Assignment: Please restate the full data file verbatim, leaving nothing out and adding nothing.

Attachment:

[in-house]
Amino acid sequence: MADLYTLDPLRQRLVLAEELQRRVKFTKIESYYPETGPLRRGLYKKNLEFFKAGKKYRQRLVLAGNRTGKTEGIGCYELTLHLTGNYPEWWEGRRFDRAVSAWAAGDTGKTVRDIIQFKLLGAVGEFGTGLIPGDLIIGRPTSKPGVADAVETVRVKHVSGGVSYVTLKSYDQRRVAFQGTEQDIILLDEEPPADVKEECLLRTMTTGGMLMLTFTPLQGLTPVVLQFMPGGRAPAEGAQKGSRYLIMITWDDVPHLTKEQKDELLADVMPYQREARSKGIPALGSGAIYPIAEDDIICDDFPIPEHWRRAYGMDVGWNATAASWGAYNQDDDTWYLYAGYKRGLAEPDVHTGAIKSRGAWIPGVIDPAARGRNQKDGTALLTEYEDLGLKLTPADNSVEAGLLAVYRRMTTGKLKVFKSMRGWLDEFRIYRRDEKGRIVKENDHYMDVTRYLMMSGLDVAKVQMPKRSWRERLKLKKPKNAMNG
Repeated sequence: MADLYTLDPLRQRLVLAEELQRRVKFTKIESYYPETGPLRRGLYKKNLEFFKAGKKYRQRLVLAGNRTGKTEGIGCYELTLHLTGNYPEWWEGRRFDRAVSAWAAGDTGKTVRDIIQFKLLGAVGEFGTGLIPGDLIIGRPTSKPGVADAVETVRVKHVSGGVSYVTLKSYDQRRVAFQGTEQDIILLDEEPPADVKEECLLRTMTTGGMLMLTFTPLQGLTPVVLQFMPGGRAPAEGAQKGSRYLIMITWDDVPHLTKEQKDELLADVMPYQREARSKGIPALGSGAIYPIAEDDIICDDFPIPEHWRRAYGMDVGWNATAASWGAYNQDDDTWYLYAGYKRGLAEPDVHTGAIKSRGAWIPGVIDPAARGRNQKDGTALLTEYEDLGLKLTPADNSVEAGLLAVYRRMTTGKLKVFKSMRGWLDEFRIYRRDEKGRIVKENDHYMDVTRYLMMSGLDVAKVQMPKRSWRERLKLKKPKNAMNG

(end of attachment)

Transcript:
[in-house]
Amino acid sequence: MADLYTLDPLRQRLVLAEELQRRVKFTKIESYYPETGPLRRGLYKKNLEFFKAGKKYRQRLVLAGNRTGKTEGIGCYELTLHLTGNYPEWWEGRRFDRAVSAWAAGDTGKTVRDIIQFKLLGAVGEFGTGLIPGDLIIGRPTSKPGVADAVETVRVKHVSGGVSYVTLKSYDQRRVAFQGTEQDIILLDEEPPADVKEECLLRTMTTGGMLMLTFTPLQGLTPVVLQFMPGGRAPAEGAQKGSRYLIMITWDDVPHLTKEQKDELLADVMPYQREARSKGIPALGSGAIYPIAEDDIICDDFPIPEHWRRAYGMDVGWNATAASWGAYNQDDDTWYLYAGYKRGLAEPDVHTGAIKSRGAWIPGVIDPAARGRNQKDGTALLTEYEDLGLKLTPADNSVEAGLLAVYRRMTTGKLKVFKSMRGWLDEFRIYRRDEKGRIVKENDHYMDVTRYLMMSGLDVAKVQMPKRSWRERLKLKKPKNAMNG
Repeated sequence: MADLYTLDPLRQRLVLAEELQRRVKFTKIESYYPETGPLRRGLYKKNLEFFKAGKKYRQRLVLAGNRTGKTEGIGCYELTLHLTGNYPEWWEGRRFDRAVSAWAAGDTGKTVRDIIQFKLLGAVGEFGTGLIPGDLIIGRPTSKPGVADAVETVRVKHVSGGVSYVTLKSYDQRRVAFQGTEQDIILLDEEPPADVKEECLLRTMTTGGMLMLTFTPLQGLTPVVLQFMPGGRAPAEGAQKGSRYLIMITWDDVPHLTKEQKDELLADVMPYQREARSKGIPALGSGAIYPIAEDDIICDDFPIPEHWRRAYGMDVGWNATAASWGAYNQDDDTWYLYAGYKRGLAEPDVHTGAIKSRGAWIPGVIDPAARGRNQKDGTALLTEYEDLGLKLTPADNSVEAGLLAVYRRMTTGKLKVFKSMRGWLDEFRIYRRDEKGRIVKENDHYMDVTRYLMMSGLDVAKVQMPKRSWRERLKLKKPKNAMNG